CS/EE/ME 75, 2006-07
- 18 Jan 07: Project-Based Teaching: CS/EE/ME 75 and the DARPA Grand Challenge - seminar arranged by the Caltech Project for Effective Teaching (CPET)
- 8 Jan 07: term kickoff meeting
CS/EE/ME 75 presents the fundamentals of modern multi-disciplinary systems engineering in the context of a substantial design project. Students from a variety of disciplines will conceive, design, implement, and operate a system involving electrical, information, and mechanical engineering components. Specific tools will be provided for setting project goals and objectives, managing interfaces between component subsystems, working in design teams, and tracking progress against tasks. Students will be expected to apply knowledge from other courses at Caltech in designing and implementing specific subsystems. During the first two terms of the course, students will attend project meetings and learn some basic tools for project design, while taking courses in CS, EE, and ME that are related to the course project. During the third term, the entire team will build, document, and demonstrate the course design project, which will differ from year to year.
The third term of the course may be used to satisfy specific graduation requirements in the CS, EE, and ME options and may be taken for up to 18 units of total credit, with permission of the instructors. Freshman must receive permission from the instructor to enroll.
CS/EE/ME 75 is designed to be integrated with the curriculum in the individual engineering disciplines. This is accomplished by linking the activities in the first two terms with regular classes in CS, EE and ME. These courses are used to design subsystems for the overall project, with the system integration occuring in the third term and the final implementation and operation occuring over the summer.
In the first two terms, the course grade will be equally weighted between course homework sets (one each for the first three weeks), course participation in project and team meetings, and the final project presentation. For the third term, the course grade will be based on the following factors:
- Homework (20%): Homework sets will be handed out weekly for the first four weeks of the class. Most sets will consist of some work that is done by the student's team, as well as a (short) individual portion
- Team presentations (20%): Each team will be required to make a presentation to the class summarizing their design studies.
- Project documentation (40%): All work performed as part of the class should be documented in an appropriate format (to be decided by the teams). Each individual will turn in the documentation for the items they are responsible by the end of the term.
- Participation (20%): Students are expected to attend project and team meetings and to participate in a constructive manner toward the over goals of the team. Team coordinators and instructors will provide assessments for each student based on the level and quality of participation in project activities.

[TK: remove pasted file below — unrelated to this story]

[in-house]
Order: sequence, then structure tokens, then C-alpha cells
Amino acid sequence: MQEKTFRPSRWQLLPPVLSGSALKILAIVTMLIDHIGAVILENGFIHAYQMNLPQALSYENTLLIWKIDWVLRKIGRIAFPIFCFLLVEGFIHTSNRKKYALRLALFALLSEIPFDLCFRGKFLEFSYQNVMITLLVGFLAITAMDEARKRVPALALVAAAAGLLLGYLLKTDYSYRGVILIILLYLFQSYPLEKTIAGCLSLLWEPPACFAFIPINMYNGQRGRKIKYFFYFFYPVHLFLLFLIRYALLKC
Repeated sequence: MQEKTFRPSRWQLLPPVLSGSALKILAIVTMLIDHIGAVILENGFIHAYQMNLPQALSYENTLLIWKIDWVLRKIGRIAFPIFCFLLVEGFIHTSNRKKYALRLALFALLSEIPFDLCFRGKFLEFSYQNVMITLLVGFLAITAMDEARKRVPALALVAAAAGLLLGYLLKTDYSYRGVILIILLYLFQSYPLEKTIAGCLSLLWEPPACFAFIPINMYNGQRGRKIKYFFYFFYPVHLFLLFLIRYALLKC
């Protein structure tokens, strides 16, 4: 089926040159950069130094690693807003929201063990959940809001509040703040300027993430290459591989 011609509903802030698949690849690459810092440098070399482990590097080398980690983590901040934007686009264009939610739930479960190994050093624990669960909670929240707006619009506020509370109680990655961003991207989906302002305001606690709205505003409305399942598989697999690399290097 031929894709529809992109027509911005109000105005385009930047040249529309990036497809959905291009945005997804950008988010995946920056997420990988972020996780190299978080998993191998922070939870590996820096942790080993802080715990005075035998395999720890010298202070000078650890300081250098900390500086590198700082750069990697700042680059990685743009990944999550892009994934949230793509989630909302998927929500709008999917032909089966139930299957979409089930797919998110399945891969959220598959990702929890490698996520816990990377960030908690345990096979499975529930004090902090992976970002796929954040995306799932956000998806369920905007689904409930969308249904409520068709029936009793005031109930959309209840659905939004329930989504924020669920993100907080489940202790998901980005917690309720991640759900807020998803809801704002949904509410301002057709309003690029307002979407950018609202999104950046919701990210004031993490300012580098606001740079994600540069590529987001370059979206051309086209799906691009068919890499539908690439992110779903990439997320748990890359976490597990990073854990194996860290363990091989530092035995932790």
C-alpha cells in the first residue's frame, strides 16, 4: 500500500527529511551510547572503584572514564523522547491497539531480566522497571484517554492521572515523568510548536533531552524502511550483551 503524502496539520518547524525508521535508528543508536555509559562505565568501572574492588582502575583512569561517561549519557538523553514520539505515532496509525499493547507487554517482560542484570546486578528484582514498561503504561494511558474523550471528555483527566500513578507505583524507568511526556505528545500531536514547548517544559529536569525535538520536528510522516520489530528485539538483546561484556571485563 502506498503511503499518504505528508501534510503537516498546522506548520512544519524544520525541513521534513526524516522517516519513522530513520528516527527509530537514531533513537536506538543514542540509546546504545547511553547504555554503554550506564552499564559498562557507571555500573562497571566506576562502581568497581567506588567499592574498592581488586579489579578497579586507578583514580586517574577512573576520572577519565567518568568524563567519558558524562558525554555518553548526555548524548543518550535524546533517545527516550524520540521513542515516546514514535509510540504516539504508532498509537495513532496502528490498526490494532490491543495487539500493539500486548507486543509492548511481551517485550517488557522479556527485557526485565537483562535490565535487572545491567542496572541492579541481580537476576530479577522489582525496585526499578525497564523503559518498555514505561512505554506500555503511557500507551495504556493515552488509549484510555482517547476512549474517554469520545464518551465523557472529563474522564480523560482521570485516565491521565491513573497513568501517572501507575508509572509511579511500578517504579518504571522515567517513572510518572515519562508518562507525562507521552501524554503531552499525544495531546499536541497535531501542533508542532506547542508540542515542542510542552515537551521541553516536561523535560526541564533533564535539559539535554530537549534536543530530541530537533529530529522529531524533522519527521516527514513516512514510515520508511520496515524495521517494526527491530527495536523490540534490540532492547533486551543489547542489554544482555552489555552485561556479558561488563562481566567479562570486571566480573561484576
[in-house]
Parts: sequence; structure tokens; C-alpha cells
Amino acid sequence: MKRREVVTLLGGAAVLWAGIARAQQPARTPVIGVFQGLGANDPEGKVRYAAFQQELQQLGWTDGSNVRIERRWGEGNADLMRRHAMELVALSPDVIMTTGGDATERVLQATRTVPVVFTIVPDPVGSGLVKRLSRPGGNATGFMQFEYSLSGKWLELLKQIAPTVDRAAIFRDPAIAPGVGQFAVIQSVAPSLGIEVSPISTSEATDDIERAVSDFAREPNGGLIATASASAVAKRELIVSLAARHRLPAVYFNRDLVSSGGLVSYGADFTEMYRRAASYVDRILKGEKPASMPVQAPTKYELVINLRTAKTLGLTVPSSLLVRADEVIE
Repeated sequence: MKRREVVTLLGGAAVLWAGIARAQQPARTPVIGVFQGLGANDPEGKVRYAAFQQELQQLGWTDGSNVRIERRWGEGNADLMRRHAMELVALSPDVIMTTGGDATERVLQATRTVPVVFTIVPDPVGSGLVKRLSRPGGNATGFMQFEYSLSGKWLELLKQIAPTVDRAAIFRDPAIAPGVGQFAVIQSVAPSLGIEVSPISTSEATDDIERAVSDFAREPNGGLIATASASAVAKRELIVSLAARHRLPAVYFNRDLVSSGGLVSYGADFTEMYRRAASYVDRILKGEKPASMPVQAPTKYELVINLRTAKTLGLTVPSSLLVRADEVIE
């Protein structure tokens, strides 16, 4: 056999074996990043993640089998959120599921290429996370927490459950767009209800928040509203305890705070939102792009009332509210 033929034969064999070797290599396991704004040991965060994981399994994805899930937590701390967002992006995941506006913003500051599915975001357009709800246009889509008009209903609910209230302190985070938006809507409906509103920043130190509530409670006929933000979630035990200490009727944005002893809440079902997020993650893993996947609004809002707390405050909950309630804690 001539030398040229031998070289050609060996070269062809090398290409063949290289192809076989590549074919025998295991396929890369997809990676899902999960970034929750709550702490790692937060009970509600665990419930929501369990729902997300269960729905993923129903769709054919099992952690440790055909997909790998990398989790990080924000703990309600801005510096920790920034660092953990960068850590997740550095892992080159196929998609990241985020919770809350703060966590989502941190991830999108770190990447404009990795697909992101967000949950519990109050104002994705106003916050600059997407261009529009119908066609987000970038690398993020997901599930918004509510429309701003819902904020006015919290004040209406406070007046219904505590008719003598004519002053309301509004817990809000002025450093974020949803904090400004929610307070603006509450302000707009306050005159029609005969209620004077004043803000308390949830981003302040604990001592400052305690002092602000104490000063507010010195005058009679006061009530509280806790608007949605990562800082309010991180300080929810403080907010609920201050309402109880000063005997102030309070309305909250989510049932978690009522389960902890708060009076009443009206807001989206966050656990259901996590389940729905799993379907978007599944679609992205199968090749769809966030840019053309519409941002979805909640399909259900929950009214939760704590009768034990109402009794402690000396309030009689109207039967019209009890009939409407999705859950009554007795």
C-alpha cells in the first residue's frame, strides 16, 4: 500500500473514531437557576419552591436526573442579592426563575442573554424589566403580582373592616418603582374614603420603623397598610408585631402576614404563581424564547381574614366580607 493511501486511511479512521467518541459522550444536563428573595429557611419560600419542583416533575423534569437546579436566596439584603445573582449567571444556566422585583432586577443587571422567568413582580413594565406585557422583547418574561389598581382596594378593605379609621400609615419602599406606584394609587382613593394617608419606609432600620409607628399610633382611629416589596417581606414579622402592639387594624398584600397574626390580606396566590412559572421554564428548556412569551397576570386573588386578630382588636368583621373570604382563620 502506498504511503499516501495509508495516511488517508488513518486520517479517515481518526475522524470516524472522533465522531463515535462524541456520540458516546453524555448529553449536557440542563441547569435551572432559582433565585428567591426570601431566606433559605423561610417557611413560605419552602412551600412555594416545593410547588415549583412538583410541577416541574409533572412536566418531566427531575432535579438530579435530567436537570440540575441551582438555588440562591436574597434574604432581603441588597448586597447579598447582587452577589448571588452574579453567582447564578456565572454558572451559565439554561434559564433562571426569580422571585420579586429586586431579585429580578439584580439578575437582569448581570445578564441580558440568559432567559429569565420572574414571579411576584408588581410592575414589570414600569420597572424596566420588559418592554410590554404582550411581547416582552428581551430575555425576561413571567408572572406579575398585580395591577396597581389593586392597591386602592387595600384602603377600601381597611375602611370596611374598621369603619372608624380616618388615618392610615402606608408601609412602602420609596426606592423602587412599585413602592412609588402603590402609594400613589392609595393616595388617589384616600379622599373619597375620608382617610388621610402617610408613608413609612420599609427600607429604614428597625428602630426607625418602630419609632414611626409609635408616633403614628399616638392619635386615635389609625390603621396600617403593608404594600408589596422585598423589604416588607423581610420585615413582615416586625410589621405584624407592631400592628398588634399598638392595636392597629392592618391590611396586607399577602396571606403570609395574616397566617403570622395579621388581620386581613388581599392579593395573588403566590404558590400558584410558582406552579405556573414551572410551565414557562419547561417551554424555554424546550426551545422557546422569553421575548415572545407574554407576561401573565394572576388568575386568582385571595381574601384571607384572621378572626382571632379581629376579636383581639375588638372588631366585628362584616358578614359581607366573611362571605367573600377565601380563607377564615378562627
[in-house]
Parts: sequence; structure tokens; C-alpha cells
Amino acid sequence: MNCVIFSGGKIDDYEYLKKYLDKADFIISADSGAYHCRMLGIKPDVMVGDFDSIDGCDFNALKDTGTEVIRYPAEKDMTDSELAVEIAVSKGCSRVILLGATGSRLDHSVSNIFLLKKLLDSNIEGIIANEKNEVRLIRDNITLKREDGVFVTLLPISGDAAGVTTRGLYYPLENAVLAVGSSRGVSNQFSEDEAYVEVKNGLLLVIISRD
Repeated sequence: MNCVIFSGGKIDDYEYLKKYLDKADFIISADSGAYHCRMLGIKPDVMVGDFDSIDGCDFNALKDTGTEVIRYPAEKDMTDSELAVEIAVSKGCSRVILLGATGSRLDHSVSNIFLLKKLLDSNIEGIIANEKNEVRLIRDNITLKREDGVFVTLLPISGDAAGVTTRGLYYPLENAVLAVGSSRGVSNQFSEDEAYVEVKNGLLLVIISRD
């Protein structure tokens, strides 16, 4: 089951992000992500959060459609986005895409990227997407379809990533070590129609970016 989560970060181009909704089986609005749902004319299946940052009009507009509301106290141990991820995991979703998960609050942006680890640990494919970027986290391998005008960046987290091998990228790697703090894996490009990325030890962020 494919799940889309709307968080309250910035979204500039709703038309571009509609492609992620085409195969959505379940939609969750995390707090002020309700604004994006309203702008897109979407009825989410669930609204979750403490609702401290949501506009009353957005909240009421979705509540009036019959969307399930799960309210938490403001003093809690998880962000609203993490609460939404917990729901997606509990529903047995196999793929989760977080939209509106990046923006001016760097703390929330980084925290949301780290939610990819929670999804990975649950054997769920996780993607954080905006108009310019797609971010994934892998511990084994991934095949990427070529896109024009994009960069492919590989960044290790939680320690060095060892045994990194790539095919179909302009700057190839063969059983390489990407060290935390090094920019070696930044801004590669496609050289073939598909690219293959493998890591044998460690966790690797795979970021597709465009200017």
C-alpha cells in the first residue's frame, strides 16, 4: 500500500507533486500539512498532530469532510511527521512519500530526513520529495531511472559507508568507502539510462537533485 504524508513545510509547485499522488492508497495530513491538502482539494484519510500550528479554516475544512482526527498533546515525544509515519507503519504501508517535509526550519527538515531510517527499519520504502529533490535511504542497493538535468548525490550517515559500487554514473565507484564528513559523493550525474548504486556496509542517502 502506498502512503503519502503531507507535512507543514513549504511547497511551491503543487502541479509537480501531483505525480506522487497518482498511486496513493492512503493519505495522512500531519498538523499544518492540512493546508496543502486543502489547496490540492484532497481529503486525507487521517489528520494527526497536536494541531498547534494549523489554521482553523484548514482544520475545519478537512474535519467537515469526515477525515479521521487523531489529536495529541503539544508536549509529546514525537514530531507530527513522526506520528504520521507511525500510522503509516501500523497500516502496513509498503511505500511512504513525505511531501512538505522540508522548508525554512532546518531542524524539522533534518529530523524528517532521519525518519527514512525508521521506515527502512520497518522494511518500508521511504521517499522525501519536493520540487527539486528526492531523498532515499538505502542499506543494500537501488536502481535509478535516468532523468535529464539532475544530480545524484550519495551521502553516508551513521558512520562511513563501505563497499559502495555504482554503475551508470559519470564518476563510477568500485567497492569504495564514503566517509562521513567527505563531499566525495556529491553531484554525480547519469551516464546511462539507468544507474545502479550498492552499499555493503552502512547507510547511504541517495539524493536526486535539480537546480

This year's project is the development of an autonomous vehicle capable of participating in the 2007 Urban Challenge, scheduled for 3 November 2007. The Urban Challenge is an autonomous vehicle competition involving up to 60 miles of autonomous driving in urban-like environments, including moving traffic, intersections, parking lots and traffic circles. The vehicle that completes the route in the shortest time under 6 hours wins the $2M grand prize.
For 2007, students in CS/EE/ME 75 will design, build, and document an autonomous vehicle capable of winning the urban challenge. The vehicle must be capable of operating in dynamic environments for 6 hours, at speeds of up to 30 miles per hour. This will require a level of sophistication in planning algorithms, sensor fusion and driving software substantially beyond current capabilities for autonomous vehicles.
The course activities in the first term are designed to get students up to speed on the processes that will be used in the project. Students will generally fall into one of the three following groups, which will all have slightly different approaches to the course:
- No prior DGC experience, taking linked course - This is the nominal track for students in the course. In addition to CS/EE/ME 75, you should be taking one of the "linked courses" (listed above), where you will do a project aimed at the grand challenge. Students pursuing this option will be expected to bring their projects to TRL 4 (prototype implementation) or higher in the first term, using the tools from CS/EE/ME 75.
- No prior DGC experience, not taking linked course - If you are not taking one of the courses that is linked to CS/EE/ME 75, you can still participate in the class by taking on a smaller course project. These projects should be advanced to TRL 4 (prototyle implementation) or higher in the first term, using the tools from CS/EE/ME 75.
- Prior DGC experience - If you have had prior experience in the DGC, for example through the 2006 Autonomous Vehicles SURF, you can use that work as the basis for your project. In this case, you are probably already at TRL 5 and the goal is to get the project to TRL 7 (baselined code). Students pursuing this option will generally have to take a project course (eg, CDS 190 or equivalent) in order to account for the time required to implement their project.
In the second term, students with no prior DGC experience will focus on bringing their projects to TRL 7 (baselined code). This may be done in conjunction with other courses, if applicable.
Students with prior DGC experience can either continue their projects, working toward TRL 8 (integrated module) and adding new features or start a new project (either through a class project, an independent project class or CS/EE/ME 75 credit).
All students taking CS/EE/ME 75c will work in small teams to implement technology on Alice and bring it to GC:TRL 8 (integrated module).